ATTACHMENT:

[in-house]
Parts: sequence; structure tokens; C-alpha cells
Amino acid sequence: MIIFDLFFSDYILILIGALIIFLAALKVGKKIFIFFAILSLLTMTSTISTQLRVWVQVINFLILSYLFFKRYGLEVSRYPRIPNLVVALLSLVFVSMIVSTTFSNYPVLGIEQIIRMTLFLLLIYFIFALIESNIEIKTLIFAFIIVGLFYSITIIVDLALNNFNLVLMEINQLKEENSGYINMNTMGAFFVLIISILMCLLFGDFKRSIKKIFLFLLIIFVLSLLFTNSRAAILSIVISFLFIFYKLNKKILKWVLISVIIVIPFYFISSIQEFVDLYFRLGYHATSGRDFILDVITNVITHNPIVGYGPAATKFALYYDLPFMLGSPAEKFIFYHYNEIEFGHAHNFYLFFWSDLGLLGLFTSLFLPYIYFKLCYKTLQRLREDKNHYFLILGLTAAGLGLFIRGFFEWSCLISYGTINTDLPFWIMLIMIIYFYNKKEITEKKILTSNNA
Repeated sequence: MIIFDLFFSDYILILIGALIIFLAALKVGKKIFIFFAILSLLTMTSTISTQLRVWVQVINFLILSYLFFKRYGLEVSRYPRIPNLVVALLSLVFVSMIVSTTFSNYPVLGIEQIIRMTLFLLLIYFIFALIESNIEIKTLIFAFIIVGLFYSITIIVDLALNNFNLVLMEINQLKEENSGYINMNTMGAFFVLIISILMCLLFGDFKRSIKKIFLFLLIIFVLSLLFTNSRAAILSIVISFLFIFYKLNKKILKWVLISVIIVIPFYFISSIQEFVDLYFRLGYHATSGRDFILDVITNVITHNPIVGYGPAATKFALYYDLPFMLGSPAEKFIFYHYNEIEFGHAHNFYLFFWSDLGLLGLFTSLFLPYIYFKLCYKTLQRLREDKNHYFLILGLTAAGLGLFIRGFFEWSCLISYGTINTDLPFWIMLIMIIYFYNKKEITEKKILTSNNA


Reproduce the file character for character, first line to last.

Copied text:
[in-house]
Parts: sequence; structure tokens; C-alpha cells
Amino acid sequence: MIIFDLFFSDYILILIGALIIFLAALKVGKKIFIFFAILSLLTMTSTISTQLRVWVQVINFLILSYLFFKRYGLEVSRYPRIPNLVVALLSLVFVSMIVSTTFSNYPVLGIEQIIRMTLFLLLIYFIFALIESNIEIKTLIFAFIIVGLFYSITIIVDLALNNFNLVLMEINQLKEENSGYINMNTMGAFFVLIISILMCLLFGDFKRSIKKIFLFLLIIFVLSLLFTNSRAAILSIVISFLFIFYKLNKKILKWVLISVIIVIPFYFISSIQEFVDLYFRLGYHATSGRDFILDVITNVITHNPIVGYGPAATKFALYYDLPFMLGSPAEKFIFYHYNEIEFGHAHNFYLFFWSDLGLLGLFTSLFLPYIYFKLCYKTLQRLREDKNHYFLILGLTAAGLGLFIRGFFEWSCLISYGTINTDLPFWIMLIMIIYFYNKKEITEKKILTSNNA
Repeated sequence: MIIFDLFFSDYILILIGALIIFLAALKVGKKIFIFFAILSLLTMTSTISTQLRVWVQVINFLILSYLFFKRYGLEVSRYPRIPNLVVALLSLVFVSMIVSTTFSNYPVLGIEQIIRMTLFLLLIYFIFALIESNIEIKTLIFAFIIVGLFYSITIIVDLALNNFNLVLMEINQLKEENSGYINMNTMGAFFVLIISILMCLLFGDFKRSIKKIFLFLLIIFVLSLLFTNSRAAILSIVISFLFIFYKLNKKILKWVLISVIIVIPFYFISSIQEFVDLYFRLGYHATSGRDFILDVITNVITHNPIVGYGPAATKFALYYDLPFMLGSPAEKFIFYHYNEIEFGHAHNFYLFFWSDLGLLGLFTSLFLPYIYFKLCYKTLQRLREDKNHYFLILGLTAAGLGLFIRGFFEWSCLISYGTINTDLPFWIMLIMIIYFYNKKEITEKKILTSNNA